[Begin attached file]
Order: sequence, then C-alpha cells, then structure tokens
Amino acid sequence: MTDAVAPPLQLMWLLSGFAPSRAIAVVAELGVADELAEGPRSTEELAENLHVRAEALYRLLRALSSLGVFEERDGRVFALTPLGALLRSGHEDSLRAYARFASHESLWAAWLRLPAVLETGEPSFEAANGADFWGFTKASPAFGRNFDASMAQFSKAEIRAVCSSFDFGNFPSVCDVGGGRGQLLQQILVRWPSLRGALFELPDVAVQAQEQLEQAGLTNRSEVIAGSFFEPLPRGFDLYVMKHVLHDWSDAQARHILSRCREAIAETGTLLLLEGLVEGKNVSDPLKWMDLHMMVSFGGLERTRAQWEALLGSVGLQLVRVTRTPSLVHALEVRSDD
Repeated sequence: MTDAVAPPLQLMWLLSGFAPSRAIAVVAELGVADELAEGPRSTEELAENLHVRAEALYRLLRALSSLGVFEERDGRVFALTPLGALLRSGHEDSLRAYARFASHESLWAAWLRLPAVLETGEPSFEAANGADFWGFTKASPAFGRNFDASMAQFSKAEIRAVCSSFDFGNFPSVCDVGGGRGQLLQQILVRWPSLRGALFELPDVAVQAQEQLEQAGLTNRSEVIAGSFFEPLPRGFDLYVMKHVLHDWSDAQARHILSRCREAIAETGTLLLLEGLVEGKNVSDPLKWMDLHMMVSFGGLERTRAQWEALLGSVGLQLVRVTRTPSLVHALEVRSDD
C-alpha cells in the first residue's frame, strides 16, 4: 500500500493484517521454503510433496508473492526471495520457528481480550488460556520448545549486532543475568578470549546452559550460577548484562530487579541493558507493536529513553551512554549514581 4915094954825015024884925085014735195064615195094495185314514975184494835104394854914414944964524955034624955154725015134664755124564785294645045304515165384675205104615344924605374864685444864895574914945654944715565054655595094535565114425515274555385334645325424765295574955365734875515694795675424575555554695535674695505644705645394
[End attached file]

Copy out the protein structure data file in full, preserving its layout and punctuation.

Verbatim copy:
Order: sequence, then C-alpha cells, then structure tokens
Amino acid sequence: MTDAVAPPLQLMWLLSGFAPSRAIAVVAELGVADELAEGPRSTEELAENLHVRAEALYRLLRALSSLGVFEERDGRVFALTPLGALLRSGHEDSLRAYARFASHESLWAAWLRLPAVLETGEPSFEAANGADFWGFTKASPAFGRNFDASMAQFSKAEIRAVCSSFDFGNFPSVCDVGGGRGQLLQQILVRWPSLRGALFELPDVAVQAQEQLEQAGLTNRSEVIAGSFFEPLPRGFDLYVMKHVLHDWSDAQARHILSRCREAIAETGTLLLLEGLVEGKNVSDPLKWMDLHMMVSFGGLERTRAQWEALLGSVGLQLVRVTRTPSLVHALEVRSDD
Repeated sequence: MTDAVAPPLQLMWLLSGFAPSRAIAVVAELGVADELAEGPRSTEELAENLHVRAEALYRLLRALSSLGVFEERDGRVFALTPLGALLRSGHEDSLRAYARFASHESLWAAWLRLPAVLETGEPSFEAANGADFWGFTKASPAFGRNFDASMAQFSKAEIRAVCSSFDFGNFPSVCDVGGGRGQLLQQILVRWPSLRGALFELPDVAVQAQEQLEQAGLTNRSEVIAGSFFEPLPRGFDLYVMKHVLHDWSDAQARHILSRCREAIAETGTLLLLEGLVEGKNVSDPLKWMDLHMMVSFGGLERTRAQWEALLGSVGLQLVRVTRTPSLVHALEVRSDD
C-alpha cells in the first residue's frame, strides 16, 4: 500500500493484517521454503510433496508473492526471495520457528481480550488460556520448545549486532543475568578470549546452559550460577548484562530487579541493558507493536529513553551512554549514581 4915094954825015024884925085014735195064615195094495185314514975184494835104394854914414944964524955034624955154725015134664755124564785294645045304515165384675205104615344924605374864685444864895574914945654944715565054655595094535565114425515274555385334645325424765295574955365734875515694795675424575555554695535674695505644705645394